A need for reforms

According to a major new study of Muslim participation in public life, published by a commission chaired by former Tory attorney general Dominic Grieve, the government needs to seriously review the counterproductive programme if it is to have any hopes of fixing its “broken relationship” with the Muslim community. Otherwise, Grieve asserted, there is a severe risk of a “downward spiral of mutual suspicion and incomprehension.” The study comes on top of last month’s report by the UN Human Rights Council on the UK, which singled out the Prevent programme, among others, for undermining basic rights such as freedom of assembly.

On top of bungling the legal components of the fight against terrorism, the government has allowed itself to be distracted by efforts to win in Brexit negotiations – to the detriment of arguably more important issues, such as preserving intelligence sharing and cooperation with Europe. As divorce proceedings got underway last month, security experts raised alarms that tensions between the UK and Europe could jeopardise security collaboration. Senior figures said it would be crucial for the UK to continue fully participating in EU security and intelligence cooperation, citing fears that a hard Brexit could leave British security officers with inferior access to critical European databases and other tools.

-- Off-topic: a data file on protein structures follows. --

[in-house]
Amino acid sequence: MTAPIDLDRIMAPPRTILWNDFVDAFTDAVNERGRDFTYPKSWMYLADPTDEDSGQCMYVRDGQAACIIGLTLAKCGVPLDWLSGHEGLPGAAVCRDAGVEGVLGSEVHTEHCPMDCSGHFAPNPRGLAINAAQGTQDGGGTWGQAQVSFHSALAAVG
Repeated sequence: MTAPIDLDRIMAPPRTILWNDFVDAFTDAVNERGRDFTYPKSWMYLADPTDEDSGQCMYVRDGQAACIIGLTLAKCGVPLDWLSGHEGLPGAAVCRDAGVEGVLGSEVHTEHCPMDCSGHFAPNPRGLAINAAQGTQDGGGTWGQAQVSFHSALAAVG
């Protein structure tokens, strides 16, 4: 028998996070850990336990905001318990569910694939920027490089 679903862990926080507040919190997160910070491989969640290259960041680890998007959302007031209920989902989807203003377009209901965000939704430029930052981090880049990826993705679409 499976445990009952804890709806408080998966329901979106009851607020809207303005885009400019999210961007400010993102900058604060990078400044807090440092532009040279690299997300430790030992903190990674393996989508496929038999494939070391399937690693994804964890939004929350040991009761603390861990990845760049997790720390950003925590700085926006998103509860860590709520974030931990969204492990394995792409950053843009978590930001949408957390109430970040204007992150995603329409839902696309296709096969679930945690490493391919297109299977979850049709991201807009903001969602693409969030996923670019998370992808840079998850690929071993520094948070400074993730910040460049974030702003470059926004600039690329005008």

Intelligence sharing: A key aspect of counter-terrorism

Making a few compromises in favour of continuing intelligence cooperation would only mean living up to Theresa May’s own words. Before last year’s referendum, then-Home Secretary (and Remainer) May listed several key benefits of Britain’s membership in the EU, including the European Arrest Warrant and the EU Passenger Name Record directive, without which, she said, “Britain would be less safe.”